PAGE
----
Run from a Sugar Habit
By means of denial and deception cravings constructs an endless cycle of defeat. It is always on your mind, and you keep coming back for more. You are your own worst enemy, even when you try to stay away it finds a way back into your daily life. That feels good substance – sugar.
According to the USDA, in 2010 the average American consumed 132 pounds of sugar annual. Extreme sugar intake can cause a host of problems like weight gain or worse heart disease, increased risk for diabetes, and elevated cholesterol. The temporary energy is followed up with a crash leaving you tired, fatigued, and lethargic.
Most blame Mother Nature for their sweet tooth but chances are you were not born that way, but your food choices created a sugar monster. Like any other drug, the more you have the more you want. Fortunately, we can reverse this tolerance by cutting out unnecessary sugar. Once you decrease your daily sugar intake, you can learn to enjoy your favorite treats in moderation on occasion.
Avoided Added Sugar
There is the obvious daily no-no’s, sweets (cookies, cakes, and ice cream). Surprisingly, sugar lies at the heart of some “health foods” such as breakfast cereals, granolas, flavored oatmeal, yogurts and smoothies. Read the labels! Avoid products with 10 grams or more of sugar per serving.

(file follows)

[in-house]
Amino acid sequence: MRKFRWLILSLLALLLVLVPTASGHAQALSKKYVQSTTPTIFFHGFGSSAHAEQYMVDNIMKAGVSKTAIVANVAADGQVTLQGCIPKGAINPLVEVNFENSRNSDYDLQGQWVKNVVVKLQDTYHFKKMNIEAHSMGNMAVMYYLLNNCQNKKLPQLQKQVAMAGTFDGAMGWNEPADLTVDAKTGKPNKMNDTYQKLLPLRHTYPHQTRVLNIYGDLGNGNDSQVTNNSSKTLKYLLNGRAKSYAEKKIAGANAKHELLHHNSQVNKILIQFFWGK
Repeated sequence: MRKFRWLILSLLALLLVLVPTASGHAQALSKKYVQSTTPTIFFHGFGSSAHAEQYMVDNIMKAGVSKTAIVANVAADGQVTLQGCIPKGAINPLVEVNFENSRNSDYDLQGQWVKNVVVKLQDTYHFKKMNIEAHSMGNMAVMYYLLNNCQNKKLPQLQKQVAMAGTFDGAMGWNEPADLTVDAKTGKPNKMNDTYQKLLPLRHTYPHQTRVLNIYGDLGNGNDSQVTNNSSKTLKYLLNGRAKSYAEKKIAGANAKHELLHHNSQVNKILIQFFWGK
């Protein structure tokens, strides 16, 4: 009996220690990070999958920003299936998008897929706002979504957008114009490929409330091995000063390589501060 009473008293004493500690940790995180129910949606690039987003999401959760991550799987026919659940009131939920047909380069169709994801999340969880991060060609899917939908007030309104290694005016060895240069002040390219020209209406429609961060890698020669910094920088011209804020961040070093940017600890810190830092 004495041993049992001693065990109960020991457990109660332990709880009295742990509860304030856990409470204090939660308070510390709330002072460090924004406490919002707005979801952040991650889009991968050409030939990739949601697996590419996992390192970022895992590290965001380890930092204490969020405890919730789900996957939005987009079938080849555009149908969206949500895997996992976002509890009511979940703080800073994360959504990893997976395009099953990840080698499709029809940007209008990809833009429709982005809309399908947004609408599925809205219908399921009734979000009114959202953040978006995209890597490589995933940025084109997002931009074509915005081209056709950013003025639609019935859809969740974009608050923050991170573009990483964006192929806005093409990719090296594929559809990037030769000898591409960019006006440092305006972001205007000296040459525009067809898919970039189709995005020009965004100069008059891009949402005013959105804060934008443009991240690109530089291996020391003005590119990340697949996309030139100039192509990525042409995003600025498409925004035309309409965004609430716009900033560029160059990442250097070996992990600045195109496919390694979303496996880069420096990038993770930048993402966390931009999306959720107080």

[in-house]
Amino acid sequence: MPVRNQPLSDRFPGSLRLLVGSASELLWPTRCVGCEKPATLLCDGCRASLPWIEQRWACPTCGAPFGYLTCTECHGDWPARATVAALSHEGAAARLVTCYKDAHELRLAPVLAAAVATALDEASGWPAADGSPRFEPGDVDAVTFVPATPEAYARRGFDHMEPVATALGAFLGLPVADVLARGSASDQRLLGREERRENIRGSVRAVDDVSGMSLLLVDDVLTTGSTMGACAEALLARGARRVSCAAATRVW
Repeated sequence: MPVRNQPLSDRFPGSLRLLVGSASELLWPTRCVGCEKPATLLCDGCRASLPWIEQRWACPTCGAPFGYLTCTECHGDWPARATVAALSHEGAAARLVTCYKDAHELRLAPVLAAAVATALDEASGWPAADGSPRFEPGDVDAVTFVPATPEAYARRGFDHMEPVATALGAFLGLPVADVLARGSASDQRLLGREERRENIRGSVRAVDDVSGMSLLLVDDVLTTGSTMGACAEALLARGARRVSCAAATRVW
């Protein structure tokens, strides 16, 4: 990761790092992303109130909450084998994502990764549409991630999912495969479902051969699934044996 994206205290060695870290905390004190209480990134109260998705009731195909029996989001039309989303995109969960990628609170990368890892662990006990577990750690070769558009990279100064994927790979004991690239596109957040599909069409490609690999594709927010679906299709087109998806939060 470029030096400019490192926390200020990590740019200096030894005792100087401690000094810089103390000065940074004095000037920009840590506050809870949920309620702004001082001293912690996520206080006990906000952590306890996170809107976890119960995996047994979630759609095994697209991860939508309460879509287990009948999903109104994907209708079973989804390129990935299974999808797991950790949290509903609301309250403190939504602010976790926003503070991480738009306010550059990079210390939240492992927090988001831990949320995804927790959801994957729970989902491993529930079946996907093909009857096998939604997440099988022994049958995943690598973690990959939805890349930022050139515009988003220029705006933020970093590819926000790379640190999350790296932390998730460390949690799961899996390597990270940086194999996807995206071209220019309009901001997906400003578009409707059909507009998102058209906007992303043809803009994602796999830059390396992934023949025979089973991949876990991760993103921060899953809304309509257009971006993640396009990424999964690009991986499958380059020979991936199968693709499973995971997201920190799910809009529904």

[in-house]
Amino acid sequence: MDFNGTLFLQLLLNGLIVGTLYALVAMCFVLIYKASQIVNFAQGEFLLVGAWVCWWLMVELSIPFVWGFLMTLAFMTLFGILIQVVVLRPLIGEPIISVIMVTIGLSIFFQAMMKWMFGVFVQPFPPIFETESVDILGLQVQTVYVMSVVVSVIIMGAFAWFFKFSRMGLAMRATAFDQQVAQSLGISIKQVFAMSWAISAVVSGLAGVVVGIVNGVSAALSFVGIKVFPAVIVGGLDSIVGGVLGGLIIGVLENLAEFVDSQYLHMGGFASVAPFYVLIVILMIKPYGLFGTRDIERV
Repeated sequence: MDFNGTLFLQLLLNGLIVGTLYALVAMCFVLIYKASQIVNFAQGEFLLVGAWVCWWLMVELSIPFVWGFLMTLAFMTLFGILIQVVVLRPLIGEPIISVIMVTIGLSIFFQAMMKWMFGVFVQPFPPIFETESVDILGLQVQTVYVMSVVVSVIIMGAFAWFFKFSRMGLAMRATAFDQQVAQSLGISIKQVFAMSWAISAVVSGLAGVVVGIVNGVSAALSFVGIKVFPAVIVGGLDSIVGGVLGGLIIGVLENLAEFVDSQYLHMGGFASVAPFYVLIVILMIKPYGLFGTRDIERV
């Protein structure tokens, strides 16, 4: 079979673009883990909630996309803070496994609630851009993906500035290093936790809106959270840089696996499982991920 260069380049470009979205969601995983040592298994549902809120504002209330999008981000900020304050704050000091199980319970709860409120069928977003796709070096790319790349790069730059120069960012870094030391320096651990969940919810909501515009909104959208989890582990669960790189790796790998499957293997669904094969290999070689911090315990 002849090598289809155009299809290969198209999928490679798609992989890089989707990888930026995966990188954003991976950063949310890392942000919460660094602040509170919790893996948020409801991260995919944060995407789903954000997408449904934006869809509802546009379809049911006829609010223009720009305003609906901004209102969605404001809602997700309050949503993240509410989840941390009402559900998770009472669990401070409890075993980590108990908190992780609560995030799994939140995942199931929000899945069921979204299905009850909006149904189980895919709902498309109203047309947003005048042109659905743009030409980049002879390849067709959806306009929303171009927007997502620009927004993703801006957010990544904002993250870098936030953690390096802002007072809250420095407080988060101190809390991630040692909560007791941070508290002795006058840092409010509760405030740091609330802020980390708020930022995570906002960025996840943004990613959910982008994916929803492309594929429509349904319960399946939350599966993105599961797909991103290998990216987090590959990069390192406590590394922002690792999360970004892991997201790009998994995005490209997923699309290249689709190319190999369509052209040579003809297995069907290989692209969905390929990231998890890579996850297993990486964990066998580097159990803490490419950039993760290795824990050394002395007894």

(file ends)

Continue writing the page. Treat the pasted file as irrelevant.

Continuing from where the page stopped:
Rethink Your Drink
Sugar sweetened beverages such as soda, sweet teas, fruit and sports drinks are to blame for half of our consumption. No reason not to enjoy a soda on occasion but not daily. Iced and café coffees are also a sugar trap so order with caution. Opt for water or low-fat milk instead of high-calorie, sugary drinks.
Flavor Your Own
Many believe that all yogurts are superstars. Some varieties have added fat, calories, and sugar. Opt for light varieties to decrease fat and sugar, and choose a thick “Greek” style for three times the protein. Create your own flavored yogurt.
- Add berries and 1/8 teaspoon of vanilla extract to plain yogurt.
- Add crushed pineapple and a tablespoon of shredded coconut to plain Greek yogurt.
- Add a tablespoon of espresso and a tablespoon of dark chocolate syrup to plain yogurt.
Rebecca Turner, MS, RD, CSSD, LD is a registered dietitian and certified sports specialist in dietetics and founder of Runner’s FUEL. Follow her on Facebook and Twitter @RunnersFuel. For more information visit www.runner-fuel.com. Text runnersfuel to 601.863.8370 for health news and nutrition tips.